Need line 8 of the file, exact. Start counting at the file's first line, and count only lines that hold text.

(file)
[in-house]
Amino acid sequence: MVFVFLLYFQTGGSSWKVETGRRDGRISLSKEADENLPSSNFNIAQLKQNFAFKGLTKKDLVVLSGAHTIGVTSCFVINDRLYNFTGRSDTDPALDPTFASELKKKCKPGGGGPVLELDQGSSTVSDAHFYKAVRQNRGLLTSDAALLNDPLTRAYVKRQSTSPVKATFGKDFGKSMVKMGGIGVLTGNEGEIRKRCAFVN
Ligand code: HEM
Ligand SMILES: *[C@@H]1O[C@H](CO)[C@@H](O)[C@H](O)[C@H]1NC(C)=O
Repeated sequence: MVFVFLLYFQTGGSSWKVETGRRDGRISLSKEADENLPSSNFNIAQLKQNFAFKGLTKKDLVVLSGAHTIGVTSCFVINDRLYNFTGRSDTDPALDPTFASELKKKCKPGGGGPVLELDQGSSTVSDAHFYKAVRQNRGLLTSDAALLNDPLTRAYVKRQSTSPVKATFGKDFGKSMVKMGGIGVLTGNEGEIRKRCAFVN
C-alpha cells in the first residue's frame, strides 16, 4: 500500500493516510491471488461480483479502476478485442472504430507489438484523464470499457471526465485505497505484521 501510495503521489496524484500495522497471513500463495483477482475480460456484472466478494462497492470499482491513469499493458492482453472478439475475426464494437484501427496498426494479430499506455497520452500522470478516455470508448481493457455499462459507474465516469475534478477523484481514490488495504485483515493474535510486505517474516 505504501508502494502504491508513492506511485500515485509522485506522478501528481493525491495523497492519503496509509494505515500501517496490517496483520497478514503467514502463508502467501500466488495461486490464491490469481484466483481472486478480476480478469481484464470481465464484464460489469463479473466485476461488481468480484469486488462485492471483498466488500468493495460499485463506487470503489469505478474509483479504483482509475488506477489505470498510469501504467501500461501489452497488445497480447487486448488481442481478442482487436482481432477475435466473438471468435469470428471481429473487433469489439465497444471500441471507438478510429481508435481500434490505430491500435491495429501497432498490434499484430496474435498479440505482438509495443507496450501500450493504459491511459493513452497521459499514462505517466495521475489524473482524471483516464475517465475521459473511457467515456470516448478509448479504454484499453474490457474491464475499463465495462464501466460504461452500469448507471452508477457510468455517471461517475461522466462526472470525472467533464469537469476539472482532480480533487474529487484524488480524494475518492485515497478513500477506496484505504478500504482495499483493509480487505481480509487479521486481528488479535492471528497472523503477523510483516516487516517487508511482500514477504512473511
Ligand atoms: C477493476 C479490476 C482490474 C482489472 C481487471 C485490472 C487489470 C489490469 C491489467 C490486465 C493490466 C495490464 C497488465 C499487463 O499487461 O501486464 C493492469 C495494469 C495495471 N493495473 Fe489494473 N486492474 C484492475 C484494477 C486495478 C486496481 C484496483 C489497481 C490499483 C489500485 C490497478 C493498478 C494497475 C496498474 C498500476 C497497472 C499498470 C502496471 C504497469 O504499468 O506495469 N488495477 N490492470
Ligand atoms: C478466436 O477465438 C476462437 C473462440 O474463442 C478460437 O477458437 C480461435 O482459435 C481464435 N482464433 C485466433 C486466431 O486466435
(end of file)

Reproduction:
Ligand atoms: C478466436 O477465438 C476462437 C473462440 O474463442 C478460437 O477458437 C480461435 O482459435 C481464435 N482464433 C485466433 C486466431 O486466435